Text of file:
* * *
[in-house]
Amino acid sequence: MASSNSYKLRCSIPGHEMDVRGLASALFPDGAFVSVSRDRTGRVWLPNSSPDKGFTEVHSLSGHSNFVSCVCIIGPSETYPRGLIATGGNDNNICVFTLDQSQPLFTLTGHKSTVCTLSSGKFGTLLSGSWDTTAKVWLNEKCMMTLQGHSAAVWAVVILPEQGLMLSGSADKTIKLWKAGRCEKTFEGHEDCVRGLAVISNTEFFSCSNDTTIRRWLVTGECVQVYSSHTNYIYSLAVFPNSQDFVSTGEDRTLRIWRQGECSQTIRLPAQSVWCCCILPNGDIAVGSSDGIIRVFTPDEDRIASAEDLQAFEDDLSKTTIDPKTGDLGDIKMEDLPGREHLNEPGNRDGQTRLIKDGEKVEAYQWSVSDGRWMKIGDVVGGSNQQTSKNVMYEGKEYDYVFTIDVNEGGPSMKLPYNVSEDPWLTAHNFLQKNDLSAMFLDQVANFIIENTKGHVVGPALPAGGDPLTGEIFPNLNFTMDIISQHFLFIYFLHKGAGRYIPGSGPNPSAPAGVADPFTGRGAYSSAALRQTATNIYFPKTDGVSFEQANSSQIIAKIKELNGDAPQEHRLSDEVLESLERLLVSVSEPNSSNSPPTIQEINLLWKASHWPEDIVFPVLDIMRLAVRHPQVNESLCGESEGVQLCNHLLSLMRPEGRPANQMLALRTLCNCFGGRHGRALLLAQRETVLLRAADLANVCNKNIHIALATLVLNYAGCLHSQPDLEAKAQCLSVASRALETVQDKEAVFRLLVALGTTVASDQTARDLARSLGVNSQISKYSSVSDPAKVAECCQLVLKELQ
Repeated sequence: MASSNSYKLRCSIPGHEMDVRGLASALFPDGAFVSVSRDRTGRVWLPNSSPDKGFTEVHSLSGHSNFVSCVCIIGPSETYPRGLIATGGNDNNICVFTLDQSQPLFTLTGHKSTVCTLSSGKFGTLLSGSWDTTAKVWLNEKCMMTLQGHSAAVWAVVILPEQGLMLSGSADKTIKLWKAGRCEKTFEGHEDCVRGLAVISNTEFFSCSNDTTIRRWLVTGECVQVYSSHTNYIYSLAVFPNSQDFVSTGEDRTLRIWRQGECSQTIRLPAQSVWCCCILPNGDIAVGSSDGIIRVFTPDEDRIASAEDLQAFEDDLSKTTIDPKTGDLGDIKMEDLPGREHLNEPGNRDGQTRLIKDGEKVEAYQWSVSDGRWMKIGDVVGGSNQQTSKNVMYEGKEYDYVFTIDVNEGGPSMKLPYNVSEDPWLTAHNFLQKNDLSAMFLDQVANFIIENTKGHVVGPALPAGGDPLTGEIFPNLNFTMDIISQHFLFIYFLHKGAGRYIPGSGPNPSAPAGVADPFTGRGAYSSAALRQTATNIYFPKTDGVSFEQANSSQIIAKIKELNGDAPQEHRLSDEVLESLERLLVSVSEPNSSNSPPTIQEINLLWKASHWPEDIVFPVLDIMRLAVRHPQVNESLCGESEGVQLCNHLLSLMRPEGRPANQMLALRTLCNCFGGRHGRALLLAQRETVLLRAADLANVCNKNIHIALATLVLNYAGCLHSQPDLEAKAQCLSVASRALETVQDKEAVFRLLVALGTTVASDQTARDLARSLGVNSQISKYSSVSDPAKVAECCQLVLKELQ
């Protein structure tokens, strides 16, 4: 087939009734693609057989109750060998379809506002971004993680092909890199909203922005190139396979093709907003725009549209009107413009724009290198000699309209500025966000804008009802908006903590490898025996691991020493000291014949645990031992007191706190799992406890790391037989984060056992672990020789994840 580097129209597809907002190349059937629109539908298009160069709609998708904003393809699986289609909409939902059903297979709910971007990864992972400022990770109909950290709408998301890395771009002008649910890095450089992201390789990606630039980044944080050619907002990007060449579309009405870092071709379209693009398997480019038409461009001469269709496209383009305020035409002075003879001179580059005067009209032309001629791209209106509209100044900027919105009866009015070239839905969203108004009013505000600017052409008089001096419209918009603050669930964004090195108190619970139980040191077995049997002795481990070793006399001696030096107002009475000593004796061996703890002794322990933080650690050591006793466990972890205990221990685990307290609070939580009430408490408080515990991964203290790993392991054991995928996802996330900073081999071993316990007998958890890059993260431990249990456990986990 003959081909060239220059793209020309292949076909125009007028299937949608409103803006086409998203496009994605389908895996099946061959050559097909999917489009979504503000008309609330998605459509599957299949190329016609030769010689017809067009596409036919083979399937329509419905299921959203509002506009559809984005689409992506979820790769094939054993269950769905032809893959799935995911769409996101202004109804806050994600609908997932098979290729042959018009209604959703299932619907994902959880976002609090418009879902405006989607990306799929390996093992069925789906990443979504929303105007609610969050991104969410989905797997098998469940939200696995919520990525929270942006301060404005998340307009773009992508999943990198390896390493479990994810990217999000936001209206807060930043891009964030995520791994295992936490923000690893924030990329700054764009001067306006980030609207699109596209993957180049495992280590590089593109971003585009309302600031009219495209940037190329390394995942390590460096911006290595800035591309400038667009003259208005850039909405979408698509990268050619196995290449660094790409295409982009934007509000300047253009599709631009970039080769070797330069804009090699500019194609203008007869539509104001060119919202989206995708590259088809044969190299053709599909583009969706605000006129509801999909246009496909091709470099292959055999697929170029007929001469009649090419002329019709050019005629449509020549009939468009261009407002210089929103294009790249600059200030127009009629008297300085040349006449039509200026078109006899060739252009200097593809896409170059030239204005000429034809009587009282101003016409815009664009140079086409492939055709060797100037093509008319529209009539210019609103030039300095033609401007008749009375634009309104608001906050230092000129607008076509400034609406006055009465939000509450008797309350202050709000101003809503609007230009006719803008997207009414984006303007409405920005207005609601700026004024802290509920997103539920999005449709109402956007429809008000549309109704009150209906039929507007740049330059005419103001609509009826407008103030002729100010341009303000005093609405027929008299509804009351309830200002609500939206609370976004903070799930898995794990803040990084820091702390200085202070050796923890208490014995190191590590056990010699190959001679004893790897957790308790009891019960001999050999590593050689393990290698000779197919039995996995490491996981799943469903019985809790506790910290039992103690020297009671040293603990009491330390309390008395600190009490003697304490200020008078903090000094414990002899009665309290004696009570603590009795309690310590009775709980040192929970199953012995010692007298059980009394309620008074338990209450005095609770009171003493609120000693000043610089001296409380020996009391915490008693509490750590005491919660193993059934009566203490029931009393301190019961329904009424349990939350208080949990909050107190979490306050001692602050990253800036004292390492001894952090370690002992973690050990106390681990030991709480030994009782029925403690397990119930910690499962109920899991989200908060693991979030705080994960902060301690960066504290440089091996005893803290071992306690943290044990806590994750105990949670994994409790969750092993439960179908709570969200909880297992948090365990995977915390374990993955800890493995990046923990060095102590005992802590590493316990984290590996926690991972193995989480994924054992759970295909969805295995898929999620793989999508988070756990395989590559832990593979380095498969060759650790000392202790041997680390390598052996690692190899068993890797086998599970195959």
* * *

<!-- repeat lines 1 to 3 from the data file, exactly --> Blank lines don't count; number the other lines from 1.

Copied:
[in-house]
Amino acid sequence: MASSNSYKLRCSIPGHEMDVRGLASALFPDGAFVSVSRDRTGRVWLPNSSPDKGFTEVHSLSGHSNFVSCVCIIGPSETYPRGLIATGGNDNNICVFTLDQSQPLFTLTGHKSTVCTLSSGKFGTLLSGSWDTTAKVWLNEKCMMTLQGHSAAVWAVVILPEQGLMLSGSADKTIKLWKAGRCEKTFEGHEDCVRGLAVISNTEFFSCSNDTTIRRWLVTGECVQVYSSHTNYIYSLAVFPNSQDFVSTGEDRTLRIWRQGECSQTIRLPAQSVWCCCILPNGDIAVGSSDGIIRVFTPDEDRIASAEDLQAFEDDLSKTTIDPKTGDLGDIKMEDLPGREHLNEPGNRDGQTRLIKDGEKVEAYQWSVSDGRWMKIGDVVGGSNQQTSKNVMYEGKEYDYVFTIDVNEGGPSMKLPYNVSEDPWLTAHNFLQKNDLSAMFLDQVANFIIENTKGHVVGPALPAGGDPLTGEIFPNLNFTMDIISQHFLFIYFLHKGAGRYIPGSGPNPSAPAGVADPFTGRGAYSSAALRQTATNIYFPKTDGVSFEQANSSQIIAKIKELNGDAPQEHRLSDEVLESLERLLVSVSEPNSSNSPPTIQEINLLWKASHWPEDIVFPVLDIMRLAVRHPQVNESLCGESEGVQLCNHLLSLMRPEGRPANQMLALRTLCNCFGGRHGRALLLAQRETVLLRAADLANVCNKNIHIALATLVLNYAGCLHSQPDLEAKAQCLSVASRALETVQDKEAVFRLLVALGTTVASDQTARDLARSLGVNSQISKYSSVSDPAKVAECCQLVLKELQ
Repeated sequence: MASSNSYKLRCSIPGHEMDVRGLASALFPDGAFVSVSRDRTGRVWLPNSSPDKGFTEVHSLSGHSNFVSCVCIIGPSETYPRGLIATGGNDNNICVFTLDQSQPLFTLTGHKSTVCTLSSGKFGTLLSGSWDTTAKVWLNEKCMMTLQGHSAAVWAVVILPEQGLMLSGSADKTIKLWKAGRCEKTFEGHEDCVRGLAVISNTEFFSCSNDTTIRRWLVTGECVQVYSSHTNYIYSLAVFPNSQDFVSTGEDRTLRIWRQGECSQTIRLPAQSVWCCCILPNGDIAVGSSDGIIRVFTPDEDRIASAEDLQAFEDDLSKTTIDPKTGDLGDIKMEDLPGREHLNEPGNRDGQTRLIKDGEKVEAYQWSVSDGRWMKIGDVVGGSNQQTSKNVMYEGKEYDYVFTIDVNEGGPSMKLPYNVSEDPWLTAHNFLQKNDLSAMFLDQVANFIIENTKGHVVGPALPAGGDPLTGEIFPNLNFTMDIISQHFLFIYFLHKGAGRYIPGSGPNPSAPAGVADPFTGRGAYSSAALRQTATNIYFPKTDGVSFEQANSSQIIAKIKELNGDAPQEHRLSDEVLESLERLLVSVSEPNSSNSPPTIQEINLLWKASHWPEDIVFPVLDIMRLAVRHPQVNESLCGESEGVQLCNHLLSLMRPEGRPANQMLALRTLCNCFGGRHGRALLLAQRETVLLRAADLANVCNKNIHIALATLVLNYAGCLHSQPDLEAKAQCLSVASRALETVQDKEAVFRLLVALGTTVASDQTARDLARSLGVNSQISKYSSVSDPAKVAECCQLVLKELQ